At the age of 18, Murali Krishnan (Madhu) left his home after an altercation with his father and headed straight to the railway tracks to end his life. But as he stepped on to the tracks, the lonely teenager’s heart skipped a beat on hearing the loud horn of the train and he immediately stepped off. That moment forever changed Madhu’s life.
Today, 46-year-old Madhu is an Assistant Section Officer at the Secretariat in Thiruvananthapuram, Kerala and has given PSC coaching to over 5,000+ students for the past 25 years, absolutely free of cost.
As a result of his training, Madhu’s village, Thekkumbaghom has the highest number of government employees in the entire state.
Not to be deterred by a pandemic, Madhu has created a YouTube channel with the help of his former students where he puts out educational videos for PSC aspirants.
The Decision That Changed His Life
“I was a below-average student in school and dropped out before completing my pre-degree. My father was an officer in the customs department and was never happy with my grades and had a lot of expectations from me. All this constantly overwhelmed me. After a huge fight at home, I decided to leave and end my life,” he tells The Better India (TBI).
“Deep down, I was very frightened and that made me step away. I was absolutely clueless at that point, with just Rs 4 in my pocket, I didn’t know where to go or what to do with my life,” he adds.
Madhu decided to go to his grandparents’ house which was 20 kilometres away from his home.
“My grandparents were very understanding and did all they can to help me stand on my feet. In fact, it was my grandmother who pushed me every single day to read books and motivated me to attempt the PSC examinations. I had my own space to learn and grow as a person and through their love and care, I knew that I had to turn my life around,” Madhu explains.
The PSC Journey
Helping students get govt. jobs
In 1995, Madhu attempted the PSC examinations and managed to clear it and landed two jobs — as a constable police officer and as a lower division clerk.
“I took up the job of the lower division clerk in a government library in Thiruvanathapuram and travelled everyday from Kollam for the job. The people in my village were quite stunned to see that I was able to clear the PSC exams. Two of my friends who couldn’t clear the examination that year approached me for help. That’s how my evening classes started,” says Madhu.
After returning from his work at 8.30 p.m., Madhu would sit with his friends and tutor them on several topics that were covered in the PSC exams. “At that point, I started self-study as well. I read several books in the library at work and even revised from the books I used for preparation to train my friends,” Madhu adds.
The same year, both of the friends that Madhu tutored cleared the examinations and got government jobs. The word began to spread in the village and several aspirants started seeking Madhu’s help. The next week as Madhu returned home after work, he saw around 50-60 students who were neatly seated on his veranda waiting for his arrival.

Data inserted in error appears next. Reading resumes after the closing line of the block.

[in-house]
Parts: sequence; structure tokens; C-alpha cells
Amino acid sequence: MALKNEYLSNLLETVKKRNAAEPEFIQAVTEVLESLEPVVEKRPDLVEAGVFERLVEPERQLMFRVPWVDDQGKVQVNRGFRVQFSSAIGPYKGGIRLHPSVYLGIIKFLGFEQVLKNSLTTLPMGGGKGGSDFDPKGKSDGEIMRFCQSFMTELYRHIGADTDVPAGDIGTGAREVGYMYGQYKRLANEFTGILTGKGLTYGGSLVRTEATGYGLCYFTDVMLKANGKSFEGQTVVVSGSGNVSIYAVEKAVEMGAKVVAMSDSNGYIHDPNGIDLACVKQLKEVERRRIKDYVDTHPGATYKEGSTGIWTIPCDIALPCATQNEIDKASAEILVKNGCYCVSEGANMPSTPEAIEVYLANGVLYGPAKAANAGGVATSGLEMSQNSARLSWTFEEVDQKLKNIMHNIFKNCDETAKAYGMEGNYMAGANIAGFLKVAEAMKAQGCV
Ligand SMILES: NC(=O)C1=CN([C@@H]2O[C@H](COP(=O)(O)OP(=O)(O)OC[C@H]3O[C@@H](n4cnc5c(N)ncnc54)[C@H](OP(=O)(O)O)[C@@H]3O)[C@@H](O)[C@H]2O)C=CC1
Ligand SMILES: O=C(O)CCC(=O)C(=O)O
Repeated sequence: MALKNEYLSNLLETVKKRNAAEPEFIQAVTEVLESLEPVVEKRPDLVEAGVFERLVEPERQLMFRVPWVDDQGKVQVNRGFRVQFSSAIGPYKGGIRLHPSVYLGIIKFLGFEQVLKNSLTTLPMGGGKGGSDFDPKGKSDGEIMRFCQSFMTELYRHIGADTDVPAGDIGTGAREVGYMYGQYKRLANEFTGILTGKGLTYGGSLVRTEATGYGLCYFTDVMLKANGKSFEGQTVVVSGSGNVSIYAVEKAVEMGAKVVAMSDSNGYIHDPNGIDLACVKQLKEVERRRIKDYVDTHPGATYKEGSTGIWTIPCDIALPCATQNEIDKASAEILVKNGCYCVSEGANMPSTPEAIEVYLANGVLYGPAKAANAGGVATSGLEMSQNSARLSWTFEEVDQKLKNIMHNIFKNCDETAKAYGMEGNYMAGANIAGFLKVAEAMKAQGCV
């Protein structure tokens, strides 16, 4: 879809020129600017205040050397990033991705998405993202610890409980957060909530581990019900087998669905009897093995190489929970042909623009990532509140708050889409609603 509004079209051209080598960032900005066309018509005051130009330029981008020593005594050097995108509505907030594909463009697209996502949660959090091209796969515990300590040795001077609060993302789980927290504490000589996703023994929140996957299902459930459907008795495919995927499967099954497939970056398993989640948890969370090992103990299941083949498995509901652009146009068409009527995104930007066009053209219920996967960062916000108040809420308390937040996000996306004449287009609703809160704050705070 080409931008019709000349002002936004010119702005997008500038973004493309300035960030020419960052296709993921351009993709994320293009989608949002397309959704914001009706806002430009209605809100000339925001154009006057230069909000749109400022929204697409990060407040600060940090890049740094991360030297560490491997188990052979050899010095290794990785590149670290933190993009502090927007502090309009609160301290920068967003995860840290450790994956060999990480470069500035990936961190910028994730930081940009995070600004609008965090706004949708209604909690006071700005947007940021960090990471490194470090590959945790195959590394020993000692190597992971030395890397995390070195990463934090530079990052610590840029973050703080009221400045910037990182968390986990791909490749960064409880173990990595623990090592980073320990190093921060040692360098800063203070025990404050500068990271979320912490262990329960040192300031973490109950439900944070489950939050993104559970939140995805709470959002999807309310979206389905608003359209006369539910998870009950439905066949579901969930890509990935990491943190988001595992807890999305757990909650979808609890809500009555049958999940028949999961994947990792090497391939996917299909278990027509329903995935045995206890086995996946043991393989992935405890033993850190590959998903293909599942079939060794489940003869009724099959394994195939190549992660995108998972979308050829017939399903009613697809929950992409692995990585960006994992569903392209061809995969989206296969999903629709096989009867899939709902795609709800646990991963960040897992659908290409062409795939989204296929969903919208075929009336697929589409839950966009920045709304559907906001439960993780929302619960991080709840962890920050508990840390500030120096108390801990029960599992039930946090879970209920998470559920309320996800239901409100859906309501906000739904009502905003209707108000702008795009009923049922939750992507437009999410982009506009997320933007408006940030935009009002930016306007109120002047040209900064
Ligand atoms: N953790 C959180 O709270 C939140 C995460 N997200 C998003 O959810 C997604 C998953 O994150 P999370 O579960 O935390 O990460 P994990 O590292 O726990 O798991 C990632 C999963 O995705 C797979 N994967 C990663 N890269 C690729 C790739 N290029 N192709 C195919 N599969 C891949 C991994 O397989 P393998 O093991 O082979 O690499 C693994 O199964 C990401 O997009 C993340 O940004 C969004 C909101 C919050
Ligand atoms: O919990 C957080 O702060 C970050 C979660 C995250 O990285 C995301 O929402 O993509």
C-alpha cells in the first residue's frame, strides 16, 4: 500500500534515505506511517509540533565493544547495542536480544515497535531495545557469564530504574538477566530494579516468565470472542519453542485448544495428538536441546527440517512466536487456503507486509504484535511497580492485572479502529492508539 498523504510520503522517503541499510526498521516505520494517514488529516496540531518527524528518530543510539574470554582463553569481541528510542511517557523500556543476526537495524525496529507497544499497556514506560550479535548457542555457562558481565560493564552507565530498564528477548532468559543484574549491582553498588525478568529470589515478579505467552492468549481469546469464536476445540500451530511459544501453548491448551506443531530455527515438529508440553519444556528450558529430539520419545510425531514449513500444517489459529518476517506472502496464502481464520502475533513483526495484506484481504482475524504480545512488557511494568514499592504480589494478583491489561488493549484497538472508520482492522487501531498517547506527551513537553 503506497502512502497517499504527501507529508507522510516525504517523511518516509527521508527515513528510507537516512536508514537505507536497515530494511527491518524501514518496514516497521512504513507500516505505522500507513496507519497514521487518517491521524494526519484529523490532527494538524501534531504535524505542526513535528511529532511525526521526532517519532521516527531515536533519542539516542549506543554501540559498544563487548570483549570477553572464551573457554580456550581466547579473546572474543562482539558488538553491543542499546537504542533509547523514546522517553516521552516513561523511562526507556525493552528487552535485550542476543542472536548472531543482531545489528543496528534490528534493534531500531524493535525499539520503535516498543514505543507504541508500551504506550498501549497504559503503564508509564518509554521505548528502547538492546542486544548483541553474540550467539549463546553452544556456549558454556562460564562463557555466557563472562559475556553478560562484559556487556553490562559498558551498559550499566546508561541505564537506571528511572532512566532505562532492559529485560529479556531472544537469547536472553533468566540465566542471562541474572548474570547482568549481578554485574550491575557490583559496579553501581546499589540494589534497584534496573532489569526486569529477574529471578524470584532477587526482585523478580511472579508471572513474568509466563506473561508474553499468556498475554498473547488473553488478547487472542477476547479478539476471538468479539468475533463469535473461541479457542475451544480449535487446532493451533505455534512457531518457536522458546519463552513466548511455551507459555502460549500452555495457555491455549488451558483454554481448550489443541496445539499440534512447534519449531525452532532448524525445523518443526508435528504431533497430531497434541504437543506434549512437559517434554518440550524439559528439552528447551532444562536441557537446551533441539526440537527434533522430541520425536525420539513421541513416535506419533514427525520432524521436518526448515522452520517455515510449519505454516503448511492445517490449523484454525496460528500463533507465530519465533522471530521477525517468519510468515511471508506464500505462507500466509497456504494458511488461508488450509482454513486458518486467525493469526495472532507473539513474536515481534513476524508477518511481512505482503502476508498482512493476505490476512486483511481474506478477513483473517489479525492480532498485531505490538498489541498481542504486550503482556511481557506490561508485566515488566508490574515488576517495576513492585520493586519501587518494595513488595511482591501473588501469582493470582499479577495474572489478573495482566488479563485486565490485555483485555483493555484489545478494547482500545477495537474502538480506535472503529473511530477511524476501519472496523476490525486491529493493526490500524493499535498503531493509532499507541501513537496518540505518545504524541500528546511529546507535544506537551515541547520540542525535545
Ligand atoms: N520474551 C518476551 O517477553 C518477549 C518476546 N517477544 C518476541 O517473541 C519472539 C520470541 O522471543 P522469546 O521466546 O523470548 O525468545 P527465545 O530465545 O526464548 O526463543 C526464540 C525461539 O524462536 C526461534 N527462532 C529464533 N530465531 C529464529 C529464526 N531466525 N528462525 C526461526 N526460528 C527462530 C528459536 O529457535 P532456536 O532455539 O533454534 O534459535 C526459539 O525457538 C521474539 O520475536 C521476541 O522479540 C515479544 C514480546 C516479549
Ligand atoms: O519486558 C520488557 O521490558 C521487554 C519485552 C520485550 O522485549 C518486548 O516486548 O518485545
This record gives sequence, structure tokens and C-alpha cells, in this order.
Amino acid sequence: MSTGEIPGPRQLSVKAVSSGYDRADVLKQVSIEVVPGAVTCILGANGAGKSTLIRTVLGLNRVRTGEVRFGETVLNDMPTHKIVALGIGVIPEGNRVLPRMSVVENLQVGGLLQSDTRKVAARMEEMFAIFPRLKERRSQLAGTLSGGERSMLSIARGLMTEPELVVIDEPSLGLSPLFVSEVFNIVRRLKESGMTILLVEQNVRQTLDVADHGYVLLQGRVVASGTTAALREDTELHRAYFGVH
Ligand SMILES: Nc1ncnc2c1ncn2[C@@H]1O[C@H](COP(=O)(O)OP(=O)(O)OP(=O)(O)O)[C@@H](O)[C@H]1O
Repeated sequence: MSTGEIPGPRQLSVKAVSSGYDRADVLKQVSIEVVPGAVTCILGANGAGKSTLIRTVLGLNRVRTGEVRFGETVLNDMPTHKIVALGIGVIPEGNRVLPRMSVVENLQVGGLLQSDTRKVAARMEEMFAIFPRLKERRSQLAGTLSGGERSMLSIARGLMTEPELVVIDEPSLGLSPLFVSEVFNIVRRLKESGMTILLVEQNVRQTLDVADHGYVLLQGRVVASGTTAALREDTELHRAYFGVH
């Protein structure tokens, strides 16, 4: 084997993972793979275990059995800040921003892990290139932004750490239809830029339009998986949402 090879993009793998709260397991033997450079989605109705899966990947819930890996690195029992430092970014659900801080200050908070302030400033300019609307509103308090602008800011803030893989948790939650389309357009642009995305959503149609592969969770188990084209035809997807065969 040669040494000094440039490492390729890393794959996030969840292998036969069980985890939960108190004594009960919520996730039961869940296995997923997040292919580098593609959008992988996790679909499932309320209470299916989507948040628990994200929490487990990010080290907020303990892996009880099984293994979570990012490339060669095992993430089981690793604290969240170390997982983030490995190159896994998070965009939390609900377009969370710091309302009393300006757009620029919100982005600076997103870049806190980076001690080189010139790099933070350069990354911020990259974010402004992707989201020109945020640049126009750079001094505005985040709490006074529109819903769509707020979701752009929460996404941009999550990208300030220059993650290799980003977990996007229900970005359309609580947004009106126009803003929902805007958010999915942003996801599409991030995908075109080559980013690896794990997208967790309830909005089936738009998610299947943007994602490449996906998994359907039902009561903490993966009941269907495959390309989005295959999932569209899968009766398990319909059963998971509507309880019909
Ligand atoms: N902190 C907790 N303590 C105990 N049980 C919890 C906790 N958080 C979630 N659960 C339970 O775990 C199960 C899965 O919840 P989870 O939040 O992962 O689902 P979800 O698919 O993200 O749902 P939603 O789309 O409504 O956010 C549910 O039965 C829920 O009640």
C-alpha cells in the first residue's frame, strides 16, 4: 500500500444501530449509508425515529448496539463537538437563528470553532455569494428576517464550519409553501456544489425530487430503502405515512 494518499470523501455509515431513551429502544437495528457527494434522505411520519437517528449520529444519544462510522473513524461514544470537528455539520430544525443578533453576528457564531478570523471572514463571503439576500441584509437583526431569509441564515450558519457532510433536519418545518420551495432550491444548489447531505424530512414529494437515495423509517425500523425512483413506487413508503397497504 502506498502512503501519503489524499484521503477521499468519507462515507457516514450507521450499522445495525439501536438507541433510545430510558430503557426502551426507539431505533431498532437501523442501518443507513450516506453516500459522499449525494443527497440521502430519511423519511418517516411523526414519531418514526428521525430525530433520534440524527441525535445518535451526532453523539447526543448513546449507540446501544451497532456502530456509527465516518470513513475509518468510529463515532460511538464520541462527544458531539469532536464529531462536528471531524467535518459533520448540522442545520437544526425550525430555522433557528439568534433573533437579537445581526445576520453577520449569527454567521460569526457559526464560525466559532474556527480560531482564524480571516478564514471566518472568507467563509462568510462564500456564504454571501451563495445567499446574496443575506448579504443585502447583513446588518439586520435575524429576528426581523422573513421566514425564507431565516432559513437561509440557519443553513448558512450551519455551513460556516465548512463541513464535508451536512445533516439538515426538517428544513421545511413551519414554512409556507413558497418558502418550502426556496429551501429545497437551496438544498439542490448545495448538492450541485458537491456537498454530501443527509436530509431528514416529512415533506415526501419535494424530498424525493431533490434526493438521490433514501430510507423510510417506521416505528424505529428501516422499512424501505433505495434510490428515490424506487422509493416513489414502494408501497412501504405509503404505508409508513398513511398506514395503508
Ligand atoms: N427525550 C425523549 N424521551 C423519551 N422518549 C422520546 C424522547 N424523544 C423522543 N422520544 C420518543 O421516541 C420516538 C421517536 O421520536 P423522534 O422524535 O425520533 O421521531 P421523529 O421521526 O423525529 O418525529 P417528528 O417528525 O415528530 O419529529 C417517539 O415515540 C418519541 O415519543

“It was an unexpected outcome but I was thrilled to see that people were acknowledging my efforts and found that my teaching was effective,” he explains.
The numbers started doubling over the years and the batches of students started increasing by the month. In a span of 25 years, Madhu has helped over 5,000 students get government jobs as a result of which, every household in the village has at least one government employee!
Free Classes For Everyone
Arun Unni, 24, who has been Madhu’s student for the past three years has cleared PSC examinations for several jobs and is currently waiting for his call letter as the Company Board Assistant at the Kerala State Financial Enterprises.
“Although the classes are completely free of cost, Madhu sir only takes in students who are genuinely interested in finding a job. In order to get admissions to his classes, every student must write and submit 8,000 PSC questions and answers. This way, he filters out students who are not willing to work hard and only takes in the ones who are ready to spend hours to crack the examination,” he explains.
“Although this may seem quite strange to many people, it has been quite effective and in the process of getting the admission itself, we learn so much. But his dedication towards teaching is what really motivates most of us,” Arun adds.
Rising Above The Pandemic
Right before the lockdown, Madhu had over 400 students attending his classes. But the inconveniences of the pandemic has not stopped Madhu from teaching his students.
In April, Madhu created a YouTube Channel under the name ‘Future College Online’ with the help of his students where he has been uploading PSC related videos on different topics.
Ponnu R, 25, another of Madhu’s students, has been helping edit these videos and is very keen on ensuring that his classes reach several students across the state.
“Every student of Madhu sir has a sense of loyalty towards him for the amazing work he has been doing for the village. So when the pandemic came into force, we decided to start out a YouTube channel and in just four months we’ve gained around 9,000 subscribers,” he explains.
Madhu and his wife, Ranjitha and daughter Jyothika have been living in Thekkumbhagom for the past 25 years and have become an irreplaceable part of the village.
“Over the years I was able to make amends with my father and I’m truly grateful for that. Coaching these students have completely changed me as a person and in some way, I believe that it’s my way of saying ‘thank you’ for getting my life back,” he concludes.
(Edited by Saiqua Sultan)